By Clint Williams
Green Right Now
Horseshoe crabs – believe it or not – scuttle about in Jamaica Bay, a 20,000-acre maze of marshland, islands and water that forms the southern boundary of Brooklyn. There would be more if they could find a place to breed.
Decades of debris have piled up on the bay’s beaches, blocking the path to egg-laying sites for the prehistoric-looking crabs. But things will soon get better for horseshoe crabs in New York City – and blue-winged warblers in Pennsylvania’s Lehigh Valley, and marbled godwits along the Mendocino Coast of northern California – because of TogetherGreen, an initiative of the National Audubon Society paid for by Toyota.
The program awarded TogetherGreen Conservation Innovation Grants totaling $1.4 million this fall. The grants, ranging from $5,000 to $68,000, will fund 41 projects in 24 states. As you might expect from Audubon, many of the funded projects benefit birds.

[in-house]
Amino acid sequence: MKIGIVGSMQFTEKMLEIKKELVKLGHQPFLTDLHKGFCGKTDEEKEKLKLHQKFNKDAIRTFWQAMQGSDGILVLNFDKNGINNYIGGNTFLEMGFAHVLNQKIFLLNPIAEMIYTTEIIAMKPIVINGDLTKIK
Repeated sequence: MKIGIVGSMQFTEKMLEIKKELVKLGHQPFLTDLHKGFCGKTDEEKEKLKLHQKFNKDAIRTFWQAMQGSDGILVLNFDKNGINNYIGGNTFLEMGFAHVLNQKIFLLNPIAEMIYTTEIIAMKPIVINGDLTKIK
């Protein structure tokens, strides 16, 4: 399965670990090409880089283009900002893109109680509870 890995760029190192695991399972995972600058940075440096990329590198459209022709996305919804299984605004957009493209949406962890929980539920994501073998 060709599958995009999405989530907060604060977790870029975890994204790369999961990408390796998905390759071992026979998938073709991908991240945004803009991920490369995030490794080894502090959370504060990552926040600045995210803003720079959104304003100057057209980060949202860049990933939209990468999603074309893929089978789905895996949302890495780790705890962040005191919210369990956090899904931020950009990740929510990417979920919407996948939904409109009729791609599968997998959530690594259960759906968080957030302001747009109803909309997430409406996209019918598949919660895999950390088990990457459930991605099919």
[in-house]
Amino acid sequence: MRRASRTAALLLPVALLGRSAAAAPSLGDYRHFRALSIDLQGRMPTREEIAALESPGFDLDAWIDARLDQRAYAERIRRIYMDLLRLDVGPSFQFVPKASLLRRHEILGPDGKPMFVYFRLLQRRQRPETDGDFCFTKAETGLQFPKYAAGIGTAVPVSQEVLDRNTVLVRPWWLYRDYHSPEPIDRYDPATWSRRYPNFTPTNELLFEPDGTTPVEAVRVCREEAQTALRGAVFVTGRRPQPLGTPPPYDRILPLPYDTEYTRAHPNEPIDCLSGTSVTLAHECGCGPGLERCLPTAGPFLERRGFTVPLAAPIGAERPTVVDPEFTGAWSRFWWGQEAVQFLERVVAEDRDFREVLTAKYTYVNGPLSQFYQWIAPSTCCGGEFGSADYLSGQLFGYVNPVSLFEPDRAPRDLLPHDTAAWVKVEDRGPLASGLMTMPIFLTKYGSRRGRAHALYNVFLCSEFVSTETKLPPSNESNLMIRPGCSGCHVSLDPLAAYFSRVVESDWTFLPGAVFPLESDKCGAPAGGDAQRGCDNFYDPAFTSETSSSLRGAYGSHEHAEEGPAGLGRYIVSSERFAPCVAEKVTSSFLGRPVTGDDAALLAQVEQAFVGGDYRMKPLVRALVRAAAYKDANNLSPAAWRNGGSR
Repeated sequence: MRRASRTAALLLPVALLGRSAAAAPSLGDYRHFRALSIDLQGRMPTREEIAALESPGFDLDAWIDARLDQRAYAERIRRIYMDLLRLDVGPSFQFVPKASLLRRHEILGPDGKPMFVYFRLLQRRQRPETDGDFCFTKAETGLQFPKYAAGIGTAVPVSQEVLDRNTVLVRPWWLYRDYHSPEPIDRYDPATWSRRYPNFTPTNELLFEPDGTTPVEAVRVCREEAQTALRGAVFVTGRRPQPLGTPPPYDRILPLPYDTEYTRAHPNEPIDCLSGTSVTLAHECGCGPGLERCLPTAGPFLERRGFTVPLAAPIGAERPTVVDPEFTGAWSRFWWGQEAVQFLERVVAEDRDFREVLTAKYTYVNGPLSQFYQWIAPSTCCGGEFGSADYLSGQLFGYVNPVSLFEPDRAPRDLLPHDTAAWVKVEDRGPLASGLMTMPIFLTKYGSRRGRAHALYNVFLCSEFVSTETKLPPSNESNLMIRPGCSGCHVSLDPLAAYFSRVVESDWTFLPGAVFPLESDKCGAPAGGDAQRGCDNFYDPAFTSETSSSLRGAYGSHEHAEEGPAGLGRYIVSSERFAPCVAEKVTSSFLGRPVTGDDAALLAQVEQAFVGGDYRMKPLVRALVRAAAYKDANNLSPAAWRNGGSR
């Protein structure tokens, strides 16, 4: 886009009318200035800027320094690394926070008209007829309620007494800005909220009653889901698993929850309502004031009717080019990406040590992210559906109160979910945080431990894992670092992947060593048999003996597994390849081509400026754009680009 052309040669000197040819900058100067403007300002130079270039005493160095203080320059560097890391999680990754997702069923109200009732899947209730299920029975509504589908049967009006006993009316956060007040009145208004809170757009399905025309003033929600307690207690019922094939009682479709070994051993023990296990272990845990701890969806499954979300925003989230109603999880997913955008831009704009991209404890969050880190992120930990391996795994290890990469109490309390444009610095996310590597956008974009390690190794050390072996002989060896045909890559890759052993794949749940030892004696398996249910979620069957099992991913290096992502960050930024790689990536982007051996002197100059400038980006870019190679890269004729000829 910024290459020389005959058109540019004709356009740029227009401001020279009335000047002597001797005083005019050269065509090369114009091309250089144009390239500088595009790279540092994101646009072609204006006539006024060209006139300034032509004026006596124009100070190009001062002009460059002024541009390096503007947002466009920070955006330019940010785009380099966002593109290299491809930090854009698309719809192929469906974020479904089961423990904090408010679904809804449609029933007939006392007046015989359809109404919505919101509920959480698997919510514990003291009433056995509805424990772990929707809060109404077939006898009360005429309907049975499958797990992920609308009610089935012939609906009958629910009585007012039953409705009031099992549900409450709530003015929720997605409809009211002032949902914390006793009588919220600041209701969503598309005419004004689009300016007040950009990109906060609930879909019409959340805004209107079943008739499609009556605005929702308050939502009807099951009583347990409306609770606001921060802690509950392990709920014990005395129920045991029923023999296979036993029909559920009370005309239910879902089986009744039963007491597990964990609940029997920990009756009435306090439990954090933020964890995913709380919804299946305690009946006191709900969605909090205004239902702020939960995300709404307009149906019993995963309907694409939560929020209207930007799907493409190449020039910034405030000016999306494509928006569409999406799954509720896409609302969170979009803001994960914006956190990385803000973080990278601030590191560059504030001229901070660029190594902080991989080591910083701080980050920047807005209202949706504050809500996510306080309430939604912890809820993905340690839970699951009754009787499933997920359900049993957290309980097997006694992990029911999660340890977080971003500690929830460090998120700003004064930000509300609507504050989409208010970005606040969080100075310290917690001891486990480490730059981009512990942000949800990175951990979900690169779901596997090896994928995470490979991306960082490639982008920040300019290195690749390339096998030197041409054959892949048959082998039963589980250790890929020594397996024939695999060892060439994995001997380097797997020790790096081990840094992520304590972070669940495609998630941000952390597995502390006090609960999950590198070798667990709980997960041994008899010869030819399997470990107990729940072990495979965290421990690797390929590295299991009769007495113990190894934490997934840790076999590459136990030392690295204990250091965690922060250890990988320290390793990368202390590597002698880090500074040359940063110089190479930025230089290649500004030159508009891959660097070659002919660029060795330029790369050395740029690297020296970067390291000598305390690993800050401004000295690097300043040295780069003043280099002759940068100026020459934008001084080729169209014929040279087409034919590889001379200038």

Every spring, as sure as the sun warms the cedars and the birds flock back from Mexico, Lee Clauser leads a stealth group of intense adults dressed in khakis and boots to the edge of a wild thicket near his house in north central Texas.
They creep into the brush, quietly unloading their weapons of mass observation.
Putting binoculars to eyes, they look, and listen, for the brilliant Golden-cheeked warbler, and for the reclusive Black-capped vireo. Both songbirds are listed as endangered in the United States, their nesting grounds having been narrowed to a strip of Texas Hill Country that supplies just the right shrubbery and old-growth cedars. The birders, who come from Fort Worth, Dallas, New England, the Pacific Northwest and beyond, know that catching a glimpse of one of these delicate creatures is a rare treat.
“People have come from Europe to see those birds, both species. For birders all over the world, it’s a huge deal,” says Clauser, a retired banker and life-long bird rescue and rehabilitation expert.